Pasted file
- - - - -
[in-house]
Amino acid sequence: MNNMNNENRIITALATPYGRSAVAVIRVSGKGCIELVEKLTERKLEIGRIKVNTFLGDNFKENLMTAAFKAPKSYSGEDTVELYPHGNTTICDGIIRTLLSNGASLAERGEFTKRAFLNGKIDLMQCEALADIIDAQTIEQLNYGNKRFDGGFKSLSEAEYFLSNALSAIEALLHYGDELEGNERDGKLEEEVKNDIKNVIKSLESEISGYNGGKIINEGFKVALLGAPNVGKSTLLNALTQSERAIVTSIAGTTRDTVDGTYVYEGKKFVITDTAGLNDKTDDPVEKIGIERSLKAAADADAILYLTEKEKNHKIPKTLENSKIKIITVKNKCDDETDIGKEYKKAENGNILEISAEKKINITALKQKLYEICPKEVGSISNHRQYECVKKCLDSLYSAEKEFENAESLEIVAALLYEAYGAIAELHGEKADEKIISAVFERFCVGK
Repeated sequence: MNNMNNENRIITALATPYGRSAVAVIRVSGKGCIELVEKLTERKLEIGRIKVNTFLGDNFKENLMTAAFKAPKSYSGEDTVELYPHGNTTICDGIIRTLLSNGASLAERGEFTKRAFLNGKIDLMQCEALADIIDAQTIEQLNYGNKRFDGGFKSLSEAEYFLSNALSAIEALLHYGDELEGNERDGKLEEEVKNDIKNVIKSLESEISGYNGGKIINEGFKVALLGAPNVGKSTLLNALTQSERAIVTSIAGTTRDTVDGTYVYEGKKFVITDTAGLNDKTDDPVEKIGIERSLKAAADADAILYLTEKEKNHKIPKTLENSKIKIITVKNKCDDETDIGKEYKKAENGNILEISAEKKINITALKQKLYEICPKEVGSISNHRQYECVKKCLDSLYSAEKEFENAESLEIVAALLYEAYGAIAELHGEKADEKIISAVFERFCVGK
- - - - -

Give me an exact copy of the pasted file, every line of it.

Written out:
[in-house]
Amino acid sequence: MNNMNNENRIITALATPYGRSAVAVIRVSGKGCIELVEKLTERKLEIGRIKVNTFLGDNFKENLMTAAFKAPKSYSGEDTVELYPHGNTTICDGIIRTLLSNGASLAERGEFTKRAFLNGKIDLMQCEALADIIDAQTIEQLNYGNKRFDGGFKSLSEAEYFLSNALSAIEALLHYGDELEGNERDGKLEEEVKNDIKNVIKSLESEISGYNGGKIINEGFKVALLGAPNVGKSTLLNALTQSERAIVTSIAGTTRDTVDGTYVYEGKKFVITDTAGLNDKTDDPVEKIGIERSLKAAADADAILYLTEKEKNHKIPKTLENSKIKIITVKNKCDDETDIGKEYKKAENGNILEISAEKKINITALKQKLYEICPKEVGSISNHRQYECVKKCLDSLYSAEKEFENAESLEIVAALLYEAYGAIAELHGEKADEKIISAVFERFCVGK
Repeated sequence: MNNMNNENRIITALATPYGRSAVAVIRVSGKGCIELVEKLTERKLEIGRIKVNTFLGDNFKENLMTAAFKAPKSYSGEDTVELYPHGNTTICDGIIRTLLSNGASLAERGEFTKRAFLNGKIDLMQCEALADIIDAQTIEQLNYGNKRFDGGFKSLSEAEYFLSNALSAIEALLHYGDELEGNERDGKLEEEVKNDIKNVIKSLESEISGYNGGKIINEGFKVALLGAPNVGKSTLLNALTQSERAIVTSIAGTTRDTVDGTYVYEGKKFVITDTAGLNDKTDDPVEKIGIERSLKAAADADAILYLTEKEKNHKIPKTLENSKIKIITVKNKCDDETDIGKEYKKAENGNILEISAEKKINITALKQKLYEICPKEVGSISNHRQYECVKKCLDSLYSAEKEFENAESLEIVAALLYEAYGAIAELHGEKADEKIISAVFERFCVGK